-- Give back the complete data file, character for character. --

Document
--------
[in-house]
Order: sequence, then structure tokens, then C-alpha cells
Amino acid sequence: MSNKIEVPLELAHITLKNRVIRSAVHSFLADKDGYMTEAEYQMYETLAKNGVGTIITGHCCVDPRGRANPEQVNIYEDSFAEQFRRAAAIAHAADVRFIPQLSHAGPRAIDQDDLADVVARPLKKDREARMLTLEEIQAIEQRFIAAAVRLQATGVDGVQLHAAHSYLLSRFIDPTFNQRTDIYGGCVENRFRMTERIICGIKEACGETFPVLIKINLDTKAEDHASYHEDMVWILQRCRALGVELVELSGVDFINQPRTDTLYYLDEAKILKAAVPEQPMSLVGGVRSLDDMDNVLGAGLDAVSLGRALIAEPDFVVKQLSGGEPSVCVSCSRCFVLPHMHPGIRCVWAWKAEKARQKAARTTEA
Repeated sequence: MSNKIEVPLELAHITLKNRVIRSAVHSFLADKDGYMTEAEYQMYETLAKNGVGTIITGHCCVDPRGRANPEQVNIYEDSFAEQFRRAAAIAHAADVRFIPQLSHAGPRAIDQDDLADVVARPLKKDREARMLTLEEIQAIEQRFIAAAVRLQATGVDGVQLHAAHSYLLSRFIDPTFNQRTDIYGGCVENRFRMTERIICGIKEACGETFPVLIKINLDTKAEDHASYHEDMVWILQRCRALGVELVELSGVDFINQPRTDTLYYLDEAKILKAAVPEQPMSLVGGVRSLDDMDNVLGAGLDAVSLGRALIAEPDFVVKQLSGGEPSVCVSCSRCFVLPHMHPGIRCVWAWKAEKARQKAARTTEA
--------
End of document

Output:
[in-house]
Order: sequence, then structure tokens, then C-alpha cells
Amino acid sequence: MSNKIEVPLELAHITLKNRVIRSAVHSFLADKDGYMTEAEYQMYETLAKNGVGTIITGHCCVDPRGRANPEQVNIYEDSFAEQFRRAAAIAHAADVRFIPQLSHAGPRAIDQDDLADVVARPLKKDREARMLTLEEIQAIEQRFIAAAVRLQATGVDGVQLHAAHSYLLSRFIDPTFNQRTDIYGGCVENRFRMTERIICGIKEACGETFPVLIKINLDTKAEDHASYHEDMVWILQRCRALGVELVELSGVDFINQPRTDTLYYLDEAKILKAAVPEQPMSLVGGVRSLDDMDNVLGAGLDAVSLGRALIAEPDFVVKQLSGGEPSVCVSCSRCFVLPHMHPGIRCVWAWKAEKARQKAARTTEA
Repeated sequence: MSNKIEVPLELAHITLKNRVIRSAVHSFLADKDGYMTEAEYQMYETLAKNGVGTIITGHCCVDPRGRANPEQVNIYEDSFAEQFRRAAAIAHAADVRFIPQLSHAGPRAIDQDDLADVVARPLKKDREARMLTLEEIQAIEQRFIAAAVRLQATGVDGVQLHAAHSYLLSRFIDPTFNQRTDIYGGCVENRFRMTERIICGIKEACGETFPVLIKINLDTKAEDHASYHEDMVWILQRCRALGVELVELSGVDFINQPRTDTLYYLDEAKILKAAVPEQPMSLVGGVRSLDDMDNVLGAGLDAVSLGRALIAEPDFVVKQLSGGEPSVCVSCSRCFVLPHMHPGIRCVWAWKAEKARQKAARTTEA